Magazine publishers are instinctively aware of the value of their archives, and some of the biggest and best brands have independently produced complete archives of their backfile. The New Yorker has for some years had an excellent and complete archive of their back issues, Vogue (USA) have produced a complete archive and recently Esquire released a complete archive, over 1000 issues, which individuals can subscribe to at $4.99 a month or $45 for an annual subscription. Exact Editions is delighted to see these major and iconic publications offering individual subscriptions to the consumer audience for whom the magazines were primarily produced, but they are none of them selling institutional subscriptions. And at this stage of the market, the institutional and corporate sector may be the biggest opportunity for complete archives, as Daryl Rayner, founder and Managing Director of Exact Editions says: “Selling subscriptions to institutions is a completely different business than selling to individuals. We have found that institutions expect some standardisation in delivery, cross-platform access and reliable support and searchability. There is no point hoping that institutions will subscribe to your website if its not meeting their expectations. Libraries don’t want to have a new interface for each publication that they take on board. At Exact Editions we are steering a middle course so that the magazine brand can retain and control its audience and at the same time take advantage of the systems that universities and corporate networks will require.There are other players who reach the university market with aggregated solutions, but for the biggest and best brands, we say that a magazine needs to be presented as a resource in its own right, not lumped in with 25 other politics and literary titles from the middle of the 20th century”.

Exact Editions now has the capacity to process and build large archives, quickly and efficiently and they have just released or are in the process of finishing complete archives for:

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Exact Editions will advise any publisher on the potential value of their archive, and will only commit database resources to titles for which they are confident that there is a genuine market. Ms. Rayner puts it this way: “The best consumer magazines will have an institutional market if they are genuinely at the top of their class, and we would rather work for the very best skate-boarding magazine that has a 30 year archive than for a fashion or car magazine that is me-too. There are plenty of consumer titles that capture tons of social and cultural history. Those are the titles that will do best from selling a complete archive.”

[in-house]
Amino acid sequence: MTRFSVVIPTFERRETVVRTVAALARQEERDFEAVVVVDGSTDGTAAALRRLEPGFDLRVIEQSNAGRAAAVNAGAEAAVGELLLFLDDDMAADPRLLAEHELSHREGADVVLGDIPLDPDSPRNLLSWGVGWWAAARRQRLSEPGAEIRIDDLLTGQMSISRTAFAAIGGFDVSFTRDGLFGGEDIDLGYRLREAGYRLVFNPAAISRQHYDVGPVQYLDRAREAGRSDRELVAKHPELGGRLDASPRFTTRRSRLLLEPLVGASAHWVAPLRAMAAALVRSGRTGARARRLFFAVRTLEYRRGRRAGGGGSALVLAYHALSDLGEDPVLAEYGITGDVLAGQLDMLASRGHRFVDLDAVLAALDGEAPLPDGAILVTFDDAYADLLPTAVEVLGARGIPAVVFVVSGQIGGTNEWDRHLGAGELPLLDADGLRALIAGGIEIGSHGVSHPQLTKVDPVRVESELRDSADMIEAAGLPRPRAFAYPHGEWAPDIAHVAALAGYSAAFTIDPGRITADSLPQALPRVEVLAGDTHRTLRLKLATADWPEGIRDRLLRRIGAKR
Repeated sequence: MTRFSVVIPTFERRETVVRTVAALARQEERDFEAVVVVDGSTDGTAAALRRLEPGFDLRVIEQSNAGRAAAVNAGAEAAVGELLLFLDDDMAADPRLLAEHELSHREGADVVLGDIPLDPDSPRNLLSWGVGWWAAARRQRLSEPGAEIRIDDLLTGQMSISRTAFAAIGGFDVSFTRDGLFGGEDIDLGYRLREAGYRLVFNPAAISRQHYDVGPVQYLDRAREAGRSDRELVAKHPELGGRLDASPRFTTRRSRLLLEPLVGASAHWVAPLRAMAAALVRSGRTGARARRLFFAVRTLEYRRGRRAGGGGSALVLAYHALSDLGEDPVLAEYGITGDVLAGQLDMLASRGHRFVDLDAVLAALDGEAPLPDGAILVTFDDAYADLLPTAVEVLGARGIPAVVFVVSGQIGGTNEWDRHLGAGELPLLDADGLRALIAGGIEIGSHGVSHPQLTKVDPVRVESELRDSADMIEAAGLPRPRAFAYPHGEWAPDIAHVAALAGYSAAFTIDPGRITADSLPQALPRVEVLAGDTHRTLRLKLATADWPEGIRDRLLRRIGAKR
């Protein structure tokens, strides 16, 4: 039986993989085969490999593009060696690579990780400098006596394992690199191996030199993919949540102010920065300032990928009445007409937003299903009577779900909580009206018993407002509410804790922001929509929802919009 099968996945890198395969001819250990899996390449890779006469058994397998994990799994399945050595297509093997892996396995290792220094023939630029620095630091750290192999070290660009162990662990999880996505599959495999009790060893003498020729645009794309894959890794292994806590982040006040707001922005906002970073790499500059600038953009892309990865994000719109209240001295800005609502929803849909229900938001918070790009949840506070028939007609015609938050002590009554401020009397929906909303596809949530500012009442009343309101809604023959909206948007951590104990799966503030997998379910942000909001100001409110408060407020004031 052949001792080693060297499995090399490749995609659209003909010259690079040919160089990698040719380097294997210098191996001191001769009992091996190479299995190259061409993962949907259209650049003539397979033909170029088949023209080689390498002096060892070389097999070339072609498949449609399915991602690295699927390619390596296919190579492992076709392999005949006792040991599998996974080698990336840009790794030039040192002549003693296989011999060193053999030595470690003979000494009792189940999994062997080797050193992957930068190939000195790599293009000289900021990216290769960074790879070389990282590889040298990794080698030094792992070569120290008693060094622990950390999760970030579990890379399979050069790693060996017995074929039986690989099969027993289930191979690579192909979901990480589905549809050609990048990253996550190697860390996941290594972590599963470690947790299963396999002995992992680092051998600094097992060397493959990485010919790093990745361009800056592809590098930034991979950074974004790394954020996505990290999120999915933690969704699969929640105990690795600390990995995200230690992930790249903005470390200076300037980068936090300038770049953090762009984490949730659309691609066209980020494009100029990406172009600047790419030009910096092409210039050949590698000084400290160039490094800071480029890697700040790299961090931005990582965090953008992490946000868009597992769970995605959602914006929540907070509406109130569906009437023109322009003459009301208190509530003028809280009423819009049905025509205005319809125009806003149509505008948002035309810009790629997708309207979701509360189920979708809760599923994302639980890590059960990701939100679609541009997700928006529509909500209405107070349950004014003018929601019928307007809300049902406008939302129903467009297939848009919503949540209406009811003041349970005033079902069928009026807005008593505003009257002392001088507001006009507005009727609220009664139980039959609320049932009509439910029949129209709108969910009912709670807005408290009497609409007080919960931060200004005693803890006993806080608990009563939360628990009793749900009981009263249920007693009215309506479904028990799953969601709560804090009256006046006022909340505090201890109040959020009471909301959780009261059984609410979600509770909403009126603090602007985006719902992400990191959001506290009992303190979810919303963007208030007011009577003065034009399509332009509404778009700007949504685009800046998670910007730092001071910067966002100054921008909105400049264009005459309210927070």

Most of the titles that are using the Exact Editions platform are sold to institutions for an annual subscription, based on their ‘enrolment’. This is a statistic that every college library tracks reliably and it means that large universities pay a lot more than small colleges. Exact Editions is in this market for the long-term and for some of the titles they are encouraging the publishers to offer a license for Perpetual Access, at a higher ‘one-off’ price. As Daryl says “This means that we have to shoulder additional costs and responsibilities for the future, but for truly important works of record preserved access is essential”.

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The World of Fine Wine complete archive

Magazines with a complete and rich archive often have considerable interest for individual subscribers and Exact Editions is keen to provide services to associations which have information-rich magazines for a large membership. Exact Editions has a strong advantage in this area as it is the only app/web platform that can deliver magazines equally well through browsers and apps for devices. This is a somewhat technical issue, but it also follows that Exact Editions can provide a service to institutions and corporates but simultaneously with the same database to individuals and enthusiasts. For some consumer titles this is a key opportunity. One of the archives that is just about to be released is a complete record of The Numismatist stretching back to the 1880s, for the American Numismatists Association and its 50,000 members. This is one title where there is undeniably  a lot of gold in the back issues.

Exact Editions and iOS 9

iOS 9 is full of enhancements that are beneficial to our digital readers.

A new feature of the iOS 9 update is that you can add pages to your notes app, from whatever title you are reading. Simply tap the Share button to add any page to a new or existing note. 

Notes works with iCloud, so you can also access your notes no matter which device you’re using.

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The Slide Over feature of iOS 9 also means that you can open a second app without leaving the one you’re already in. 

This means you can quickly browse the web, or jot something down in a note. Or you can refer back to pages that you shared to your notes earlier.

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These multi-tasking features allow our readers to engage with their favourite magazines in a more productive way.